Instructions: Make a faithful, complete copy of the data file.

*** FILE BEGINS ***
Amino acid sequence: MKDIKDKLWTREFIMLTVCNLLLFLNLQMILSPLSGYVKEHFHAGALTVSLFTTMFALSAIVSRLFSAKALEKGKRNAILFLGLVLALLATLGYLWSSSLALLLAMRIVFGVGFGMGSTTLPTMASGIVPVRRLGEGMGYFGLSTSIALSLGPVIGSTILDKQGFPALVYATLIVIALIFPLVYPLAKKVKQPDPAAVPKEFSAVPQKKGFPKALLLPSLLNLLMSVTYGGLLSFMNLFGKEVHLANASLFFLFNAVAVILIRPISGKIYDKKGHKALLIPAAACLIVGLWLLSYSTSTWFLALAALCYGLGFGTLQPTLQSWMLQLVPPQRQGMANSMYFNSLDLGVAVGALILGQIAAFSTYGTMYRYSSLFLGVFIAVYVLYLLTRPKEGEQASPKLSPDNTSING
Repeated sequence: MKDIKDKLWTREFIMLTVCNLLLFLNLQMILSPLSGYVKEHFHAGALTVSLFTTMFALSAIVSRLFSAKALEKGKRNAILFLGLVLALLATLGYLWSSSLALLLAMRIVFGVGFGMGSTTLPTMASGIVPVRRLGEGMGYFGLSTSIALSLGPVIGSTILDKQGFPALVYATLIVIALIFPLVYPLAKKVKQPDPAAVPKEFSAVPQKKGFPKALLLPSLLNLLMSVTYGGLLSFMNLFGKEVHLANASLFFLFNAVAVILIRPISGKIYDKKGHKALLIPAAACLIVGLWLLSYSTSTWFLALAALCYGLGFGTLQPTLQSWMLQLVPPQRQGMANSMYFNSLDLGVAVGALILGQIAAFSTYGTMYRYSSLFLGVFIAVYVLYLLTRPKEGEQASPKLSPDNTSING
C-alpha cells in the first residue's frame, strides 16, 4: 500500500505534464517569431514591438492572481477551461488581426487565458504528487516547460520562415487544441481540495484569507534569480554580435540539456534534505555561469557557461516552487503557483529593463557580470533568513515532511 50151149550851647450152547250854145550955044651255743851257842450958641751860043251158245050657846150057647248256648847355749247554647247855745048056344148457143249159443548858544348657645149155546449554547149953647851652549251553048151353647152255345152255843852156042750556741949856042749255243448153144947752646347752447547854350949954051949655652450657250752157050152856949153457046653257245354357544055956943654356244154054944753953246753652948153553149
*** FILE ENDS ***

Amino acid sequence: MKDIKDKLWTREFIMLTVCNLLLFLNLQMILSPLSGYVKEHFHAGALTVSLFTTMFALSAIVSRLFSAKALEKGKRNAILFLGLVLALLATLGYLWSSSLALLLAMRIVFGVGFGMGSTTLPTMASGIVPVRRLGEGMGYFGLSTSIALSLGPVIGSTILDKQGFPALVYATLIVIALIFPLVYPLAKKVKQPDPAAVPKEFSAVPQKKGFPKALLLPSLLNLLMSVTYGGLLSFMNLFGKEVHLANASLFFLFNAVAVILIRPISGKIYDKKGHKALLIPAAACLIVGLWLLSYSTSTWFLALAALCYGLGFGTLQPTLQSWMLQLVPPQRQGMANSMYFNSLDLGVAVGALILGQIAAFSTYGTMYRYSSLFLGVFIAVYVLYLLTRPKEGEQASPKLSPDNTSING
Repeated sequence: MKDIKDKLWTREFIMLTVCNLLLFLNLQMILSPLSGYVKEHFHAGALTVSLFTTMFALSAIVSRLFSAKALEKGKRNAILFLGLVLALLATLGYLWSSSLALLLAMRIVFGVGFGMGSTTLPTMASGIVPVRRLGEGMGYFGLSTSIALSLGPVIGSTILDKQGFPALVYATLIVIALIFPLVYPLAKKVKQPDPAAVPKEFSAVPQKKGFPKALLLPSLLNLLMSVTYGGLLSFMNLFGKEVHLANASLFFLFNAVAVILIRPISGKIYDKKGHKALLIPAAACLIVGLWLLSYSTSTWFLALAALCYGLGFGTLQPTLQSWMLQLVPPQRQGMANSMYFNSLDLGVAVGALILGQIAAFSTYGTMYRYSSLFLGVFIAVYVLYLLTRPKEGEQASPKLSPDNTSING
C-alpha cells in the first residue's frame, strides 16, 4: 500500500505534464517569431514591438492572481477551461488581426487565458504528487516547460520562415487544441481540495484569507534569480554580435540539456534534505555561469557557461516552487503557483529593463557580470533568513515532511 50151149550851647450152547250854145550955044651255743851257842450958641751860043251158245050657846150057647248256648847355749247554647247855745048056344148457143249159443548858544348657645149155546449554547149953647851652549251553048151353647152255345152255843852156042750556741949856042749255243448153144947752646347752447547854350949954051949655652450657250752157050152856949153457046653257245354357544055956943654356244154054944753953246753652948153553149